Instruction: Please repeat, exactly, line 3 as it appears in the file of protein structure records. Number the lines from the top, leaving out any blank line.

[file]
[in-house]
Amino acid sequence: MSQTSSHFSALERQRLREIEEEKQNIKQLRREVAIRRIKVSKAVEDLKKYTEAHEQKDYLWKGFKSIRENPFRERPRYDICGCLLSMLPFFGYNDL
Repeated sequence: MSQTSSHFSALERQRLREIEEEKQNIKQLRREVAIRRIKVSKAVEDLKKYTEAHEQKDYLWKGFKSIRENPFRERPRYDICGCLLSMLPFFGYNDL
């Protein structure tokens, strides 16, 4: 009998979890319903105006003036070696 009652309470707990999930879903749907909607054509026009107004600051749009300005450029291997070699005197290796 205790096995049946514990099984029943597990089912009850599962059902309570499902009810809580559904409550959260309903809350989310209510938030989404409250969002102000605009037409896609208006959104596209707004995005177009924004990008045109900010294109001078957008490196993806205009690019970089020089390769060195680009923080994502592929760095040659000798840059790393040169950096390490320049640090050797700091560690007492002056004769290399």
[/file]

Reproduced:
Repeated sequence: MSQTSSHFSALERQRLREIEEEKQNIKQLRREVAIRRIKVSKAVEDLKKYTEAHEQKDYLWKGFKSIRENPFRERPRYDICGCLLSMLPFFGYNDL